KNOXVILLE, Tenn. (WATE) — The Knox County Board of Education has called a special meeting to discuss COVID-19 protocols in schools after nearly 15% of students were reported absent on Thursday, Aug. 26.
Betsy Hobkirk, a part-time art teacher in the district, thinks mitigation efforts in place last year should still be practiced. “It seems like we were [last year] working with students who had some protection, the younger students seemed like they weren’t getting sick from it. Now with the Delta variant, it’s completely shifted and there’s no mask mandate,” she said.
She approached the new school year with optimism; however, three weeks later, she feels it should have started with more caution. “A lot of things put in place last year to help mitigate, to communicate, and be transparent about Covid were dismantled.”
One change she feels was made prematurely was to contact tracing. That’s now being handled by the Knox County Health Department, instead of KCS staff. She believes that’s inefficient. “To expect an entity outside of the schools to know all the subtleties and all the nuances of what happens in a day at a school is really unrealistic.”
That’s why Cecily Fischmann believes her children were exposed to the virus by other children, from different schools where an outbreak occurred. She said the other parents were not made aware of the risk before a birthday party over the weekend. “I’m getting daily text messages saying so and so at this school is home school or I can’t believe it, I just learned through social media, that one of the kids in my child’s classroom is sick and nobody told me. the only way I found out is there are these social media groups taking place,” Fischmann said.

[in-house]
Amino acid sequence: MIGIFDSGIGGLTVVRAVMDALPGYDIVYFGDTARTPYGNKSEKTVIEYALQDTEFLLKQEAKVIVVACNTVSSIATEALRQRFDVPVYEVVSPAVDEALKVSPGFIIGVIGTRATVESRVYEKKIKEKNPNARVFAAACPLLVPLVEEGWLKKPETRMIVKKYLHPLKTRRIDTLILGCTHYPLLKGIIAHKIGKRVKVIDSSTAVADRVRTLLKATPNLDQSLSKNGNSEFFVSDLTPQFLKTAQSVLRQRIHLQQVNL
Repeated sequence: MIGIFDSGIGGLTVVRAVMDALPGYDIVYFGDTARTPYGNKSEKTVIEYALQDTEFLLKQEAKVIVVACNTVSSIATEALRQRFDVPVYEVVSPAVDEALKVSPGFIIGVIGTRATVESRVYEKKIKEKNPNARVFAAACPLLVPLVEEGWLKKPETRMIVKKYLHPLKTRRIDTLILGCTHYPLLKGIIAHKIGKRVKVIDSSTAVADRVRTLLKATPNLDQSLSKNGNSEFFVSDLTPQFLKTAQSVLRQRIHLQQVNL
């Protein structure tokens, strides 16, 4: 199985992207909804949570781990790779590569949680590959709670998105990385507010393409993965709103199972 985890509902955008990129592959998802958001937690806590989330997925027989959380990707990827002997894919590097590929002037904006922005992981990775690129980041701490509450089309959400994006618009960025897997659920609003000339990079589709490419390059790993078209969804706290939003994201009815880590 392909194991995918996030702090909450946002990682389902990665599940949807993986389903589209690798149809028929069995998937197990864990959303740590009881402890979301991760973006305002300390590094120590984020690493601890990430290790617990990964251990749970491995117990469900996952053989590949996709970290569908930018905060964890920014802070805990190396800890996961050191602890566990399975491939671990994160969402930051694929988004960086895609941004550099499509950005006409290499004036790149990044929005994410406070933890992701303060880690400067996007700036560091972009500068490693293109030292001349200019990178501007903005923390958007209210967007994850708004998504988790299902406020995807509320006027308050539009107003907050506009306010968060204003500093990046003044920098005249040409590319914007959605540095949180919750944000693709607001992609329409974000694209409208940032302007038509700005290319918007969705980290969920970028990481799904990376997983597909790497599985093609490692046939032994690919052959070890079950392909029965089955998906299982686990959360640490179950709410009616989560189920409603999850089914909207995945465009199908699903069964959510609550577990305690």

It’s why she wrote a letter to KCS leaders, begging them to implement more preventative measures, particularly for elementary and middle school-age students. everything is starting to just really swell,” she said. “…now we’re three weeks into the school year and there seems to be nothing being done to stop this. that is unacceptable and a complete failure of our school board and our superintendent,” she said.
Hobkirk has seen attendance in some classes cut in half, due to exposure. With no temporary virtual learning option, those students are going without instruction. Parents, like Cecily, are waiting for a negative test to send their students back to class. But for the Fischmanns, there’s much more at stake. “My husband has brain cancer. He’s currently battling brain cancer. he’s immuno-compromised. As luck would have it, he was actually out of town getting an MRI and wasn’t due back to come home until Monday. On his way back, I called him and said you can’t come home, the children have been exposed, you can’t come home.”
She was told by their pediatrician test results could come as late as Monday, because they’re backed up. “I’m hoping for a negative test result. if it’s not negative, then my husband will be in a hotel for another week. we will be out of school for another week. and there hasn’t been any type of support given to us by the school other than you can make up missed work”
KCS School Board Member, Patti Bounds, said Friday the district is following recommendations from the Tennessee Department of Health. She defended the district’s decision not to oversee contact tracing again this year and noted that was the responsibility of the Knox County Health Department prior to the COVID-19 pandemic. “Many are asking KCS to do more, but we also need to be asking the health department to step it up as well,” she said.